Honduran presidential election could end conservatives’ 12-year rule

Hondurans headed to the polls on Sunday to pick a new president, with leftist candidate Xiomara Castro hoping to oust the right-wing National Party, whose 12-year rule has been beset by graft scandals, chronic unemployment and waves of fleeing migrants.

If she wins, Castro would become the country’s first female president and would mark the left’s return to power for the first time since her husband, former president Manuel Zelaya, was deposed in a 2009 military coup.

She has gained favour from voters for her efforts to consolidate opposition to outgoing President Juan Orlando Hernandez, who has denied accusations of having ties to powerful gangs, among other corruption scandals. Recent voter surveys reinforced her status as the favourite to win.

The election is the latest political flashpoint in Central America, a major source of U.S.-bound migrants and key transit point for drug trafficking, and where concerns over increasingly authoritarian governments have grown.

Castro’s main rival is the National Party’s Nasry Asfura, a wealthy businessman and two-term mayor of the capital, Tegucigalpa, who has tried to distance himself from the unpopular incumbent.

National Party presidential candidate Nasry Asfura addresses supporters during a closing campaign rally, in Tegucigalpa, the Honduras capital, on Nov. 21. Asfura must overcome the unpopularity of the outgoing president and a deep economic slump in the Central American nation to extend the conservatives’ dozen years in power. (Elmer Martinez/The Associated Press)

Hernandez’s disputed 2017 re-election and its ugly aftermath looms large over Sunday’s vote.

Widespread reports of irregularities provoked deadly protests claiming the lives of more than two dozen people, but Hernandez’s election win was ultimately rubber-stamped by allies on the electoral council. Days later, it was vouched for by the government of then-U.S. president Donald Trump.

International observers

A large number of national and international election observers were set to monitor Sunday’s voting, including an 80-person delegation from the Washington-based Organization of American States, led by former Costa Rican president Luis Guillermo Solis.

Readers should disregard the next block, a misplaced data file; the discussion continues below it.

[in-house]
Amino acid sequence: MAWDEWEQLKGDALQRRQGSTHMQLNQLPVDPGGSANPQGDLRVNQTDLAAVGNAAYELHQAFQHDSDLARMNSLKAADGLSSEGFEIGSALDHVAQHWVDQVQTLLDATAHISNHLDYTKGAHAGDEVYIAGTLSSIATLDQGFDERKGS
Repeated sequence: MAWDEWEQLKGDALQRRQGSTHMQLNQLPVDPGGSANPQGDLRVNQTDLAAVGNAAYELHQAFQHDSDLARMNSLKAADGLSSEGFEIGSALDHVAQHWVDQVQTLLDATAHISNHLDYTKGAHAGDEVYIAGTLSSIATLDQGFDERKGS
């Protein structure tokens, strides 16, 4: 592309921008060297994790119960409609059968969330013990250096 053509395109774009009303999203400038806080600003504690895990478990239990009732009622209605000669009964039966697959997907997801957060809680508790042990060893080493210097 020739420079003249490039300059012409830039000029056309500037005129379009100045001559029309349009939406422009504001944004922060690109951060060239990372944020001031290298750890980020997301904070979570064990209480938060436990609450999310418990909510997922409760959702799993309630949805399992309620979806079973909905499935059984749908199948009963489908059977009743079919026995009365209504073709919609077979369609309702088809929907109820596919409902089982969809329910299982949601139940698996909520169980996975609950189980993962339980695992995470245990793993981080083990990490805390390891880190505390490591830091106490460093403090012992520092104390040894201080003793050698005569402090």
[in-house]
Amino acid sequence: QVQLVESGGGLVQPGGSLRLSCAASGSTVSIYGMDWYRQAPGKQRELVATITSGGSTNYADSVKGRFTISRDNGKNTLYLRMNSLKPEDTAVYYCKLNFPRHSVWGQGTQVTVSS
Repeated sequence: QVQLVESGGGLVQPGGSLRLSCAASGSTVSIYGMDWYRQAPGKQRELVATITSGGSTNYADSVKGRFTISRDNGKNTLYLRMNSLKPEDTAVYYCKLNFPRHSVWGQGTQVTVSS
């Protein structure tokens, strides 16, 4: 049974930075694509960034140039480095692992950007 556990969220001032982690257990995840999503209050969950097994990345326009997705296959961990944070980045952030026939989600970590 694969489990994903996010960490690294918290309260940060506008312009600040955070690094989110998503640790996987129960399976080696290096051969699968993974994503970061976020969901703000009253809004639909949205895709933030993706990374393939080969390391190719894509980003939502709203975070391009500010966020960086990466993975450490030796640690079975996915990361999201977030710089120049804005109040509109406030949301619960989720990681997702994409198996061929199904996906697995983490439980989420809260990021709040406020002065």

“The voice of the Honduran people must be respected and the process must not lead to acts of violence,” Solis told Reuters.

Some 5.2 million Hondurans are eligible to vote.

The pre-election tension was showing in some Tegucigalpa neighbourhoods late Saturday, as some businesses boarded up storefront windows, and at least two auto dealerships located in an area near the president’s offices had emptied their lots of cars. The neighbourhood has been the scene of raucous protests in the past.

Workers install panels to protect the windows of a commercial building in preparation for possible unrest ahead of the election, in Tegucigalpa on Friday. (Jose Cabezas/Reuters)

Since primary elections in March, political violence has already claimed 31 lives, including local candidates and activists across all three major parties: Castro’s Liberty and Refoundation (Libre) Party, the National Party and the centrist Liberal Party.

The latter was once part of a long-standing two-party duopoly along with the National Party, but it has fallen to a distant third place in most polls. It’s presidential candidate is Yani Rosenthal, a former cabinet minister who only recently returned to Honduras after serving a three-year prison term in the United States after pleading guilty to money laundering.

In addition to the presidential race, voters are also deciding the composition of the country’s 128-member unicameral Congress, plus officials for some 300 local governments.

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